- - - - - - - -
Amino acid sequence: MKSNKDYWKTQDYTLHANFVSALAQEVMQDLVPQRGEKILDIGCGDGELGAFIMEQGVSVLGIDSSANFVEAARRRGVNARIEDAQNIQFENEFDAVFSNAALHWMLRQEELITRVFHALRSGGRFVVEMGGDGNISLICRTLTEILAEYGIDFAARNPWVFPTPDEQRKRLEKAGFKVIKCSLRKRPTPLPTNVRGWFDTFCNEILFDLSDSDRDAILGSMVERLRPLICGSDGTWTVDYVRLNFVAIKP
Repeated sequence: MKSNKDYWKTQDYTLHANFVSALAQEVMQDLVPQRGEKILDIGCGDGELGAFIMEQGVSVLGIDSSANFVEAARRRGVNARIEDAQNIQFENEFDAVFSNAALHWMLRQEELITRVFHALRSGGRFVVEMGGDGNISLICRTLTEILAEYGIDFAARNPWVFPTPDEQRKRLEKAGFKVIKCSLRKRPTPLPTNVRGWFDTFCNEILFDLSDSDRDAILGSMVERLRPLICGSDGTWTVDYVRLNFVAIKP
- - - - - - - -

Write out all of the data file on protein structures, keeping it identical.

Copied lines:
Amino acid sequence: MKSNKDYWKTQDYTLHANFVSALAQEVMQDLVPQRGEKILDIGCGDGELGAFIMEQGVSVLGIDSSANFVEAARRRGVNARIEDAQNIQFENEFDAVFSNAALHWMLRQEELITRVFHALRSGGRFVVEMGGDGNISLICRTLTEILAEYGIDFAARNPWVFPTPDEQRKRLEKAGFKVIKCSLRKRPTPLPTNVRGWFDTFCNEILFDLSDSDRDAILGSMVERLRPLICGSDGTWTVDYVRLNFVAIKP
Repeated sequence: MKSNKDYWKTQDYTLHANFVSALAQEVMQDLVPQRGEKILDIGCGDGELGAFIMEQGVSVLGIDSSANFVEAARRRGVNARIEDAQNIQFENEFDAVFSNAALHWMLRQEELITRVFHALRSGGRFVVEMGGDGNISLICRTLTEILAEYGIDFAARNPWVFPTPDEQRKRLEKAGFKVIKCSLRKRPTPLPTNVRGWFDTFCNEILFDLSDSDRDAILGSMVERLRPLICGSDGTWTVDYVRLNFVAIKP